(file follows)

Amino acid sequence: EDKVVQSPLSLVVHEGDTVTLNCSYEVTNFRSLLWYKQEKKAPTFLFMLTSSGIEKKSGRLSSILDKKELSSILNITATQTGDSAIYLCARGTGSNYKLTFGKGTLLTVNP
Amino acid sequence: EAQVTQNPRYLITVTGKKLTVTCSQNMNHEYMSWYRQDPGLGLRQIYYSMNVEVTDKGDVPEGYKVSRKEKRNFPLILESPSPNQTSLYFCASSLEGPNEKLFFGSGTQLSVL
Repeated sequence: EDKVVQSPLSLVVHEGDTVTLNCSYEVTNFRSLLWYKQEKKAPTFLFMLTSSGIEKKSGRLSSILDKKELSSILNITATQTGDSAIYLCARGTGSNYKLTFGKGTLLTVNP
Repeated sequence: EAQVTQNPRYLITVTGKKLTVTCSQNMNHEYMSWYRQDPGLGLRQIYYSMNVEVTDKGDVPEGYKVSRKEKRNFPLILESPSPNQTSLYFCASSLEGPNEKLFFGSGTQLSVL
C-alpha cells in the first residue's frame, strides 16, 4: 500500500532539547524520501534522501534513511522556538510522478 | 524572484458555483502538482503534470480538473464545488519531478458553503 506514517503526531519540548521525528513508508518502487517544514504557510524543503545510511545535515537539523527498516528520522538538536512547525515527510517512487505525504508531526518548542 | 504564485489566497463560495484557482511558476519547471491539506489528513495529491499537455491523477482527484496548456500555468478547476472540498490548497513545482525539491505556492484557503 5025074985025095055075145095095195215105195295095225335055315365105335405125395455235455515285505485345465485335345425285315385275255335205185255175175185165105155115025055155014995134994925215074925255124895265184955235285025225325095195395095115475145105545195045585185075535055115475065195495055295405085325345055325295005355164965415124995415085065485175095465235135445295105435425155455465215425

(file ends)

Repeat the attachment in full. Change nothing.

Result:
Amino acid sequence: EDKVVQSPLSLVVHEGDTVTLNCSYEVTNFRSLLWYKQEKKAPTFLFMLTSSGIEKKSGRLSSILDKKELSSILNITATQTGDSAIYLCARGTGSNYKLTFGKGTLLTVNP
Amino acid sequence: EAQVTQNPRYLITVTGKKLTVTCSQNMNHEYMSWYRQDPGLGLRQIYYSMNVEVTDKGDVPEGYKVSRKEKRNFPLILESPSPNQTSLYFCASSLEGPNEKLFFGSGTQLSVL
Repeated sequence: EDKVVQSPLSLVVHEGDTVTLNCSYEVTNFRSLLWYKQEKKAPTFLFMLTSSGIEKKSGRLSSILDKKELSSILNITATQTGDSAIYLCARGTGSNYKLTFGKGTLLTVNP
Repeated sequence: EAQVTQNPRYLITVTGKKLTVTCSQNMNHEYMSWYRQDPGLGLRQIYYSMNVEVTDKGDVPEGYKVSRKEKRNFPLILESPSPNQTSLYFCASSLEGPNEKLFFGSGTQLSVL
C-alpha cells in the first residue's frame, strides 16, 4: 500500500532539547524520501534522501534513511522556538510522478 | 524572484458555483502538482503534470480538473464545488519531478458553503 506514517503526531519540548521525528513508508518502487517544514504557510524543503545510511545535515537539523527498516528520522538538536512547525515527510517512487505525504508531526518548542 | 504564485489566497463560495484557482511558476519547471491539506489528513495529491499537455491523477482527484496548456500555468478547476472540498490548497513545482525539491505556492484557503 5025074985025095055075145095095195215105195295095225335055315365105335405125395455235455515285505485345465485335345425285315385275255335205185255175175185165105155115025055155014995134994925215074925255124895265184955235285025225325095195395095115475145105545195045585185075535055115475065195495055295405085325345055325295005355164965415124995415085065485175095465235135445295105435425155455465215425